Even though Bloom is not a big person, he is extremely good at football, and those on his team hated to see him leave to compete in skiing events. He knew, however, that the NCAA appeal that he made was lost and therefore he had to choose between the two sports that he most wanted to be involved in. Instead of choosing one sport and completely dropping the other, Bloom simply left the endorsement money behind so that there would be no complaints from the NCAA about him remaining involved in both sports.
At first, Bloom was bitter at the ruling of the NCAA. He felt that they were being unfair in making him choose, and believed that their reasons were not sound and valid. However, he stated in one interview after a two-year battle in which he still lost, that the NCAA received too much attention of the negative sort over what they did, and that they actually taught him an important lesson about life.
He believes that what the NCAA taught him will make him a rich man someday, and he also says that the NCAA made decisions while he was in college that were intelligent for the most part, but there were some that he has trouble forgetting. One of these came from seeing a young man overcome brain cancer and succeed at this well enough to play varsity baseball. He also wrote a book. When the book was published, it attached the young man's name to what the NCAA termed a "corporate product" and so the young man lost his eligibility and could no longer play baseball.
In January of this year, Bloom said that he would challenge the NCAA again and would once again start accepting endorsements, but that he intended to play football as well. He believed that he could win this time, and the NCAA would either be forced to look bad by forbidding him from playing football, or they would be forced to change the policy that they have about endorsement money
While this sounds as though it would be the end of the story, in fact it is not. Earlier this year, Jeremy Bloom was ruled ineligible to play football because he repeatedly violated the NCAA rule against taking endorsements. Apparently Bloom had asked the NCAA twice about endorsements and had been told 'no.' He then asked the courts twice, and was told the same thing. Allegedly, he still entered into contracts after those rulings that required him to endorse products, which was a clear violation of the rules that the NCAA sets out for student athletes.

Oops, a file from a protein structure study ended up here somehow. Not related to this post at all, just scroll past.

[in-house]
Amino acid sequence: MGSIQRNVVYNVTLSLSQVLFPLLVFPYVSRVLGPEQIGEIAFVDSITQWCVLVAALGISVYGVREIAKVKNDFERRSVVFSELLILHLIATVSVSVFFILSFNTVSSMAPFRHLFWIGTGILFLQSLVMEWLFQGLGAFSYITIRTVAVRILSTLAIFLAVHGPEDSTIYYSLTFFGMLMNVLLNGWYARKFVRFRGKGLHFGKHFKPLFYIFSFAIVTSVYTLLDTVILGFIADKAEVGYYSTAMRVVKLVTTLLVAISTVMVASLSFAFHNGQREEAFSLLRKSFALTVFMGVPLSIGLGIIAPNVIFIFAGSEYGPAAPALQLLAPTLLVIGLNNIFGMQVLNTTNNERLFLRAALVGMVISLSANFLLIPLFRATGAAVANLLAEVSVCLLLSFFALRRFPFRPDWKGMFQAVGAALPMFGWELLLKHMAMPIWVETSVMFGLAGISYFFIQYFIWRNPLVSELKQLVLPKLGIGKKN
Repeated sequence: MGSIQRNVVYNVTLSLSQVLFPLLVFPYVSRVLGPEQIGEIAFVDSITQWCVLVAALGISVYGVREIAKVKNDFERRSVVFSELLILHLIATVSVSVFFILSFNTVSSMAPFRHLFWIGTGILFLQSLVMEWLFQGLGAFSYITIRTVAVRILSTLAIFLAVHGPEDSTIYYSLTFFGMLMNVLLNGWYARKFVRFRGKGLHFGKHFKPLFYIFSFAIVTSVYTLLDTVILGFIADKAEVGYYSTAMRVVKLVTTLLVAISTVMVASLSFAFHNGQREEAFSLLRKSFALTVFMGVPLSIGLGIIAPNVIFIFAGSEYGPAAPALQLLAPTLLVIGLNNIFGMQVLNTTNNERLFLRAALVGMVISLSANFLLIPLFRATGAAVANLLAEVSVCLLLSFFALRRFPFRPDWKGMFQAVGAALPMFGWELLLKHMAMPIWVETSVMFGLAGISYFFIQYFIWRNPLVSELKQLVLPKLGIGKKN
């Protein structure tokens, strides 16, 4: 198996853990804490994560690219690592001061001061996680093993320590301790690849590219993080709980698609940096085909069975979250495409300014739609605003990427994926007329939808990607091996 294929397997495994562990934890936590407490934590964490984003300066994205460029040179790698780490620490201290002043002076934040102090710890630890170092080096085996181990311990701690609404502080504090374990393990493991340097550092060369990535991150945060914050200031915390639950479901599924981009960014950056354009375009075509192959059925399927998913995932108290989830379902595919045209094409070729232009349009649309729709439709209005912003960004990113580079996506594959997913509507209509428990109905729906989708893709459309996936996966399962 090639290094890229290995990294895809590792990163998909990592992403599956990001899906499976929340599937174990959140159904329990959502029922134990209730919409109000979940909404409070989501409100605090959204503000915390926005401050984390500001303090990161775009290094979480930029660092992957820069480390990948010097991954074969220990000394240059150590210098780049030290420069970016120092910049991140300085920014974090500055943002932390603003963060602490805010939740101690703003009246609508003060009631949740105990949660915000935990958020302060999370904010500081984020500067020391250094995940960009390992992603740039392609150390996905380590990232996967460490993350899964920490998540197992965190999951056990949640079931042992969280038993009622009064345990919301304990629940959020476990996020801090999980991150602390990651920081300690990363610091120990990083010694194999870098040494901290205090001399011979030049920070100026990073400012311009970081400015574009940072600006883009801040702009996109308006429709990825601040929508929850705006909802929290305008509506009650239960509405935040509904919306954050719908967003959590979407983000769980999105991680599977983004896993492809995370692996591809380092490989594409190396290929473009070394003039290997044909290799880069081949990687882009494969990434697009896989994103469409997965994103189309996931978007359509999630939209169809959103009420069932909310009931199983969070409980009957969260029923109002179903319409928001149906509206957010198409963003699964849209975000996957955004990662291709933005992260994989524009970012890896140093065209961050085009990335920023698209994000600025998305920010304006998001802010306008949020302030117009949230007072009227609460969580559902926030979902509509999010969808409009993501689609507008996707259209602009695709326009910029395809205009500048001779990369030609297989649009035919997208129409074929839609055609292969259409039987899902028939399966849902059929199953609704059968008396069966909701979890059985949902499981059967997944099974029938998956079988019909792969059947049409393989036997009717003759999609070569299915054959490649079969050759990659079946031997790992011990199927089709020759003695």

Congressional testimony dealing with this very issue indicated that the belief was that Jeremy Bloom was not treated fairly and that the rulings given by the NCAA were not actually as fair and impartial as they claimed to be. The statements that Bloom made about his skiing and football concerns were found to be very important, but there was no change in what the NCAA would allow Bloom to do and no one forced the NCAA to change the rules that it had set out for student athletes. At least for now, Jeremy Bloom will not be playing any football for the University of Colorado.
In addition to the sources presented here there has also been much discussion of Jeremy Bloom in various newspapers. While newspapers are not really appropriate for a review of this type of literature it is interesting to note that many small towns and even some of the larger towns that have the bigger newspapers took an interest in Bloom's case and whether he would succeed before the NCAA.
Discussion of Source Materials
There is actually not a great deal to say about the source material used for this research. Much of it comes from information in sporting magazines and therefore…[continue]
"NCAA Regulations NCAA Rulings And" (2004, November 15) Retrieved October 25, 2016, from http://www.paperdue.com/essay/ncaa-regulations-rulings-and-59556
"NCAA Regulations NCAA Rulings And" 15 November 2004. Web.25 October. 2016. <http://www.paperdue.com/essay/ncaa-regulations-rulings-and-59556>
"NCAA Regulations NCAA Rulings And", 15 November 2004, Accessed.25 October. 2016, http://www.paperdue.com/essay/ncaa-regulations-rulings-and-59556
This is because; there are consortiums of regulations that provide no clear policy. The Colorado Court of Appeals sided with the NCAA. They felt that these rules were within the scope of their authority of controlling the actions of athletes and the college sports. These facts can be used to demonstrate that the policy of coaches breaching their contracts is in compliance with legal guidelines and case precedent. ("Bloom